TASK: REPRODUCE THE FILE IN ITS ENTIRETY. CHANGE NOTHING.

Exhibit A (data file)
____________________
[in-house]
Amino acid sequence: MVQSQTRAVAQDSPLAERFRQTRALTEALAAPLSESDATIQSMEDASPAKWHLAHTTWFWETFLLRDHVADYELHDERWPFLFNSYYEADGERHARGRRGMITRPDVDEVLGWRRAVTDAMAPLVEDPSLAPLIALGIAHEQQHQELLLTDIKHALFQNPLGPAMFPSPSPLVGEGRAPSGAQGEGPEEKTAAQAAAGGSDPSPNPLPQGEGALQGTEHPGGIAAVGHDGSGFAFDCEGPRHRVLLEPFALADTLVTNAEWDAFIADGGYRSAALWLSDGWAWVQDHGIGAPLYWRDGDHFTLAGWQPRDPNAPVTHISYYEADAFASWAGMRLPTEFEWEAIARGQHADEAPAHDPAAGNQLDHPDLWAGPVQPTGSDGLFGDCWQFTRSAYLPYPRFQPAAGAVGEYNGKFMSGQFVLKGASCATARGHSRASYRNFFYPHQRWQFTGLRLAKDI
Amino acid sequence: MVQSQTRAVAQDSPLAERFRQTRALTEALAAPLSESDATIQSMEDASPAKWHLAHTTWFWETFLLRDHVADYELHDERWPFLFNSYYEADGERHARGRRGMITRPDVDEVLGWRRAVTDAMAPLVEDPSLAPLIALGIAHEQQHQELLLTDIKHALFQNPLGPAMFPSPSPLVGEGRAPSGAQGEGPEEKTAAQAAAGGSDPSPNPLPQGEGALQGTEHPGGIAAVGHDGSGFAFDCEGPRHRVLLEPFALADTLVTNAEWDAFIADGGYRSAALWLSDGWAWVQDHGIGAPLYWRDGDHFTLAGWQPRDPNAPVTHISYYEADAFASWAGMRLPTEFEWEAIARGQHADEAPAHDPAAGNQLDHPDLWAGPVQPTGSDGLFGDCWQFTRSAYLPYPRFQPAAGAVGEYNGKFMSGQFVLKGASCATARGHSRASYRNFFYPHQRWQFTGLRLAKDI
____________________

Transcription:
[in-house]
Amino acid sequence: MVQSQTRAVAQDSPLAERFRQTRALTEALAAPLSESDATIQSMEDASPAKWHLAHTTWFWETFLLRDHVADYELHDERWPFLFNSYYEADGERHARGRRGMITRPDVDEVLGWRRAVTDAMAPLVEDPSLAPLIALGIAHEQQHQELLLTDIKHALFQNPLGPAMFPSPSPLVGEGRAPSGAQGEGPEEKTAAQAAAGGSDPSPNPLPQGEGALQGTEHPGGIAAVGHDGSGFAFDCEGPRHRVLLEPFALADTLVTNAEWDAFIADGGYRSAALWLSDGWAWVQDHGIGAPLYWRDGDHFTLAGWQPRDPNAPVTHISYYEADAFASWAGMRLPTEFEWEAIARGQHADEAPAHDPAAGNQLDHPDLWAGPVQPTGSDGLFGDCWQFTRSAYLPYPRFQPAAGAVGEYNGKFMSGQFVLKGASCATARGHSRASYRNFFYPHQRWQFTGLRLAKDI
Amino acid sequence: MVQSQTRAVAQDSPLAERFRQTRALTEALAAPLSESDATIQSMEDASPAKWHLAHTTWFWETFLLRDHVADYELHDERWPFLFNSYYEADGERHARGRRGMITRPDVDEVLGWRRAVTDAMAPLVEDPSLAPLIALGIAHEQQHQELLLTDIKHALFQNPLGPAMFPSPSPLVGEGRAPSGAQGEGPEEKTAAQAAAGGSDPSPNPLPQGEGALQGTEHPGGIAAVGHDGSGFAFDCEGPRHRVLLEPFALADTLVTNAEWDAFIADGGYRSAALWLSDGWAWVQDHGIGAPLYWRDGDHFTLAGWQPRDPNAPVTHISYYEADAFASWAGMRLPTEFEWEAIARGQHADEAPAHDPAAGNQLDHPDLWAGPVQPTGSDGLFGDCWQFTRSAYLPYPRFQPAAGAVGEYNGKFMSGQFVLKGASCATARGHSRASYRNFFYPHQRWQFTGLRLAKDI